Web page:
Your client also needs a way to play back the on-hold messages. The two most popular choices are a CD boom box and a dedicated digital playback device. The CD boom box must have a headphone or a line-out jack, a volume control, and an Infinite Playback (repeat) mode. Simply connect the boom box to the phone system's music-on-hold input, set the CD player to Repeat, slip in the CD of custom messages that you produced, and press play; the messages will play until stopped. The on-hold message thus plays at all times, whether or not someone is on hold.

Digital on-hold messaging equipment comes in two varieties: remote and cassette download. Both versions have the necessary output jacks and volume control. The remote download lets you send the messages by modem to the machine through an attached phone line. I prefer the type that comes with a cassette deck attached. You record the custom messages onto an analog cassette, put the cassette in the machine, and press play. The tape plays once to transfer the messages into digital memory. The tape won't play again unless the digital memory is erased (in a power failure, for instance). To replace the messages, simply load in another tape with new on-hold information. Digital playback devices come with three different playback-loop times: 3- to 4-minute, 6- to 8-minute, and 10- to 12-minute loops. (One good source for these devices is Premier Technologies.)


You can prepare custom on-hold messages with minimal studio gear. All you need is a multitrack recorder (digital audio workstation [DAW], MDM, cassette portastudio, or what have you); a cassette deck or a CD burner (for the final mix); a quality microphone and a mic preamp; royalty-free music (or original music) and possibly sound effects; voice talent; a script; and a quiet space for recording.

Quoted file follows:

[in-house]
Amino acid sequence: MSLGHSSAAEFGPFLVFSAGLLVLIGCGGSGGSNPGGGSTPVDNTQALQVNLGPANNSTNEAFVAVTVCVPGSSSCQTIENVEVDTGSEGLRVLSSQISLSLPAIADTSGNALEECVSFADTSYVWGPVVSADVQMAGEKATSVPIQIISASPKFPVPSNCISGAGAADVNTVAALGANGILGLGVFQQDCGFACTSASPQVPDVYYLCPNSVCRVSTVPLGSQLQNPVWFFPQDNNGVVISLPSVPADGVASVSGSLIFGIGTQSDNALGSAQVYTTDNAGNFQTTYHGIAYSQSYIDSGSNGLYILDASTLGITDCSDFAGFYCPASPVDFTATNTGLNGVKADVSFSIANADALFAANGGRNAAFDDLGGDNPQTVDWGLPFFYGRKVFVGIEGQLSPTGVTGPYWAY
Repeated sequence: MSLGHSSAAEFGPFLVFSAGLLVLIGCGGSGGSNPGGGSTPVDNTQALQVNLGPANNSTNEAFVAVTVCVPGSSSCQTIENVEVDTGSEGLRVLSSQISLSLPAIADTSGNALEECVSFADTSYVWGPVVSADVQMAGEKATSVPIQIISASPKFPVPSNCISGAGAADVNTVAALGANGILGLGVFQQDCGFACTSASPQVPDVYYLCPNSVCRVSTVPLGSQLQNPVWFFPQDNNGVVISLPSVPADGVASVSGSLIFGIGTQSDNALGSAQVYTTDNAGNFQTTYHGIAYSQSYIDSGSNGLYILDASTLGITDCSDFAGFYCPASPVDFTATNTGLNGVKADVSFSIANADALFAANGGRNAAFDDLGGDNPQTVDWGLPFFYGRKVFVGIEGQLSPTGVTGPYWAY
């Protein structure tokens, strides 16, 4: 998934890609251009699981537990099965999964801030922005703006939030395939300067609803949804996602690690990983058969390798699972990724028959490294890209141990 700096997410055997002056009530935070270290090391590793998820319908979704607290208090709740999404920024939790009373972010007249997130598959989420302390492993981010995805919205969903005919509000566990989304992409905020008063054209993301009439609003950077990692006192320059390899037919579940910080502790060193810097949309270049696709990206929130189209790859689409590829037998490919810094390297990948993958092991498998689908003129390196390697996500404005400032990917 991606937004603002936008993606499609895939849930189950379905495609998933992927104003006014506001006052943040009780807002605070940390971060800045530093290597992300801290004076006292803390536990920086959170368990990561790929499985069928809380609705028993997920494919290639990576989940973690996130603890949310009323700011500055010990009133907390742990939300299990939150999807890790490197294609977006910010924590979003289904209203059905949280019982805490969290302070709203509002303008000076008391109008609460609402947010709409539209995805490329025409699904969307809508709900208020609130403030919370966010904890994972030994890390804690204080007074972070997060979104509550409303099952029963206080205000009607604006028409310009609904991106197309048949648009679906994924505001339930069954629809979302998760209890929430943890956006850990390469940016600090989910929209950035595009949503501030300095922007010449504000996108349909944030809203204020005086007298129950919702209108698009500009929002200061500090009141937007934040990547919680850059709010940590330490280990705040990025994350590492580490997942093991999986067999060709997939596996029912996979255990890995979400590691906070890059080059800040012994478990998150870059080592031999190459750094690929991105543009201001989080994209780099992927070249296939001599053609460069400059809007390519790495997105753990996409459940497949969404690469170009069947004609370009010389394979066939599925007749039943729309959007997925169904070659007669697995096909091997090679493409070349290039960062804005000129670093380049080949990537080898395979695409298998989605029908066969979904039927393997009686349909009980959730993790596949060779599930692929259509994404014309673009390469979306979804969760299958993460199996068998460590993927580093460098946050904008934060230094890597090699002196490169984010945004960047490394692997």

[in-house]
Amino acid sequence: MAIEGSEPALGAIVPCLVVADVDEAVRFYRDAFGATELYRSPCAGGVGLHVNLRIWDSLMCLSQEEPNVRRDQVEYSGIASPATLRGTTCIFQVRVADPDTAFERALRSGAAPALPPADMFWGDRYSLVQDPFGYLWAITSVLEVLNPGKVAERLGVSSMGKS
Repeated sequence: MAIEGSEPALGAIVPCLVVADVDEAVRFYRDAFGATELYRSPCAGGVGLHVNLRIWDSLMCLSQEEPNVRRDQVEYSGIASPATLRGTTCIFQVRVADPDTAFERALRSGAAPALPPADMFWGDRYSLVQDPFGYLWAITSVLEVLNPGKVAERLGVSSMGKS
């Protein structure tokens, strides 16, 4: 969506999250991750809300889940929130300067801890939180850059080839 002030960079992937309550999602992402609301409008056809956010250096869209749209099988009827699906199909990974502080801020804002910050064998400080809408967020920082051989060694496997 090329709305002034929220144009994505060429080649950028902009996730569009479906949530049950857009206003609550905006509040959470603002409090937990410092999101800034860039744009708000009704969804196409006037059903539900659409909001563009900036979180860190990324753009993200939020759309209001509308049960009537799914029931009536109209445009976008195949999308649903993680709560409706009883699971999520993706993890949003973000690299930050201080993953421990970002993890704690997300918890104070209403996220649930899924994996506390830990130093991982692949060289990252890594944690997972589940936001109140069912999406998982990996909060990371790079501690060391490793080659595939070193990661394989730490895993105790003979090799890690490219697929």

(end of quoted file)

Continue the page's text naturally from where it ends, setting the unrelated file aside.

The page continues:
I began earning money preparing on-hold messages using a cassette-based portastudio and a Shure SM57 microphone. I now use Sonic Foundry's Sound Forge XP and Vegas Video, a Marshall 2003 large-diaphragm condenser mic, and a Joemeek VC3 preamp directly plugged in to my computer's sound card. This setup works for all of my production work, including on-hold messages.


Most on-hold segments use instrumental music. Work with your client to select an appropriate music style, one that appeals to callers and complements the client's image and message. After determining the style, you have two ways to get the music you need: compose original music or buy a royalty-free music library. Never use copyrighted material for on-hold message productions.

If you compose original music for the spots, don't expect to be paid for it beyond what you charge for the project. It is possible, however, to use your original music repeatedly — that is, with different clients. I often use tracks from my own Melomania music library as well as other old tracks from previous projects. Now is your chance to dust off those oldies and finally get them heard.